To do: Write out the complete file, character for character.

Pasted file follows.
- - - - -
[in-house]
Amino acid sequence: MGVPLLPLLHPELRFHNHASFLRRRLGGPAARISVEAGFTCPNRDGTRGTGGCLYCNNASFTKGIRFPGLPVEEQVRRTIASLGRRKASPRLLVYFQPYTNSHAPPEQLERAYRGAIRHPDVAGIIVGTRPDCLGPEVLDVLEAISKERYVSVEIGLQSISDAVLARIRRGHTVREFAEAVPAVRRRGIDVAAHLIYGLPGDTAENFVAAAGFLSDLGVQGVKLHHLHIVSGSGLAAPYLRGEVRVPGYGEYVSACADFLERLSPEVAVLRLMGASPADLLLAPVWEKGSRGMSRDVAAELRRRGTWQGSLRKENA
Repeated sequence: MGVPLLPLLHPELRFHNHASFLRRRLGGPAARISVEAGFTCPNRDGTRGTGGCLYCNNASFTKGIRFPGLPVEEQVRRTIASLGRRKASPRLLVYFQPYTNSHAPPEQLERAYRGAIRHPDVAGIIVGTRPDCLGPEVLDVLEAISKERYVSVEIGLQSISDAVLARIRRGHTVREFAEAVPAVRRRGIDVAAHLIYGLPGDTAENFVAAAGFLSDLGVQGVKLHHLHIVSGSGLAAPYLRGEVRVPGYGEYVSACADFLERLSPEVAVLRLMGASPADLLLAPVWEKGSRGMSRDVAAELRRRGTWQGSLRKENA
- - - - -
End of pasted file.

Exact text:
[in-house]
Amino acid sequence: MGVPLLPLLHPELRFHNHASFLRRRLGGPAARISVEAGFTCPNRDGTRGTGGCLYCNNASFTKGIRFPGLPVEEQVRRTIASLGRRKASPRLLVYFQPYTNSHAPPEQLERAYRGAIRHPDVAGIIVGTRPDCLGPEVLDVLEAISKERYVSVEIGLQSISDAVLARIRRGHTVREFAEAVPAVRRRGIDVAAHLIYGLPGDTAENFVAAAGFLSDLGVQGVKLHHLHIVSGSGLAAPYLRGEVRVPGYGEYVSACADFLERLSPEVAVLRLMGASPADLLLAPVWEKGSRGMSRDVAAELRRRGTWQGSLRKENA
Repeated sequence: MGVPLLPLLHPELRFHNHASFLRRRLGGPAARISVEAGFTCPNRDGTRGTGGCLYCNNASFTKGIRFPGLPVEEQVRRTIASLGRRKASPRLLVYFQPYTNSHAPPEQLERAYRGAIRHPDVAGIIVGTRPDCLGPEVLDVLEAISKERYVSVEIGLQSISDAVLARIRRGHTVREFAEAVPAVRRRGIDVAAHLIYGLPGDTAENFVAAAGFLSDLGVQGVKLHHLHIVSGSGLAAPYLRGEVRVPGYGEYVSACADFLERLSPEVAVLRLMGASPADLLLAPVWEKGSRGMSRDVAAELRRRGTWQGSLRKENA